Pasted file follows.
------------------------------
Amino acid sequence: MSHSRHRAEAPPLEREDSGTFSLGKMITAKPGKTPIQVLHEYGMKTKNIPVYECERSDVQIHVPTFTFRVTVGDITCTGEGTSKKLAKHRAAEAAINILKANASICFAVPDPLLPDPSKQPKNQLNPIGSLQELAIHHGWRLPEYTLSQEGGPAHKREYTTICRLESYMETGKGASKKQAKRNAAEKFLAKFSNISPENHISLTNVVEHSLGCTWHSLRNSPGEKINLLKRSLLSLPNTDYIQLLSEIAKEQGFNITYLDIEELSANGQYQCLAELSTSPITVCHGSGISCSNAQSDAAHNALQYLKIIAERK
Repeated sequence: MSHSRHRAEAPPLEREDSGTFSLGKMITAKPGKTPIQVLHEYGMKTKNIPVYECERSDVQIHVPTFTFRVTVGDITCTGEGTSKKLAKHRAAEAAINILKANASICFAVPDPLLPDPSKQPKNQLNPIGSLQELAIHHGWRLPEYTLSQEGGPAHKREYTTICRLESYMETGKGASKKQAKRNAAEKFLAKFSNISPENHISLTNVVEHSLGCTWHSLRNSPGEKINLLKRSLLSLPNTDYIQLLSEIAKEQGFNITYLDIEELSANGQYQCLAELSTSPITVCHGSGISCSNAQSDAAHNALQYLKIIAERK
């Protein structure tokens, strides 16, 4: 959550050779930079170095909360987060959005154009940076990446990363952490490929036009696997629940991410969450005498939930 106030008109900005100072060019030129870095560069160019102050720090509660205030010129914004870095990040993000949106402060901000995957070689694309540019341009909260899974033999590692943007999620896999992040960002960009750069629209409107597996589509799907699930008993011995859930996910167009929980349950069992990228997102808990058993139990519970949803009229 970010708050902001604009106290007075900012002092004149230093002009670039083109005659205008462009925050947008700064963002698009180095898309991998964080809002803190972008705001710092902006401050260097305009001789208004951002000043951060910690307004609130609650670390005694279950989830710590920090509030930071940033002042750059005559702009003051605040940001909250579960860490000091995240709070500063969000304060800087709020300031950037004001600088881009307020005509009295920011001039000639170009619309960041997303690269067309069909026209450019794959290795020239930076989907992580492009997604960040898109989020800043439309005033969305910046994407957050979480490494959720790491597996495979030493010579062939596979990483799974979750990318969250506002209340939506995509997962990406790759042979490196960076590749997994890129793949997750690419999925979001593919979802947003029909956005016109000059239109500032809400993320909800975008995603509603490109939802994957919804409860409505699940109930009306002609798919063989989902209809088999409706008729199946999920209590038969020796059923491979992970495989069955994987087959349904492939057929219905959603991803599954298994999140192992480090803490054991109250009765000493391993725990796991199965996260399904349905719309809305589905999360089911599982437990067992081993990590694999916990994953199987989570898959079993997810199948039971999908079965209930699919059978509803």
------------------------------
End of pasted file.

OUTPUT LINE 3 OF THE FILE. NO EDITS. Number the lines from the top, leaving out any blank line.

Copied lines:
């Protein structure tokens, strides 16, 4: 959550050779930079170095909360987060959005154009940076990446990363952490490929036009696997629940991410969450005498939930 106030008109900005100072060019030129870095560069160019102050720090509660205030010129914004870095990040993000949106402060901000995957070689694309540019341009909260899974033999590692943007999620896999992040960002960009750069629209409107597996589509799907699930008993011995859930996910167009929980349950069992990228997102808990058993139990519970949803009229 970010708050902001604009106290007075900012002092004149230093002009670039083109005659205008462009925050947008700064963002698009180095898309991998964080809002803190972008705001710092902006401050260097305009001789208004951002000043951060910690307004609130609650670390005694279950989830710590920090509030930071940033002042750059005559702009003051605040940001909250579960860490000091995240709070500063969000304060800087709020300031950037004001600088881009307020005509009295920011001039000639170009619309960041997303690269067309069909026209450019794959290795020239930076989907992580492009997604960040898109989020800043439309005033969305910046994407957050979480490494959720790491597996495979030493010579062939596979990483799974979750990318969250506002209340939506995509997962990406790759042979490196960076590749997994890129793949997750690419999925979001593919979802947003029909956005016109000059239109500032809400993320909800975008995603509603490109939802994957919804409860409505699940109930009306002609798919063989989902209809088999409706008729199946999920209590038969020796059923491979992970495989069955994987087959349904492939057929219905959603991803599954298994999140192992480090803490054991109250009765000493391993725990796991199965996260399904349905719309809305589905999360089911599982437990067992081993990590694999916990994953199987989570898959079993997810199948039971999908079965209930699919059978509803």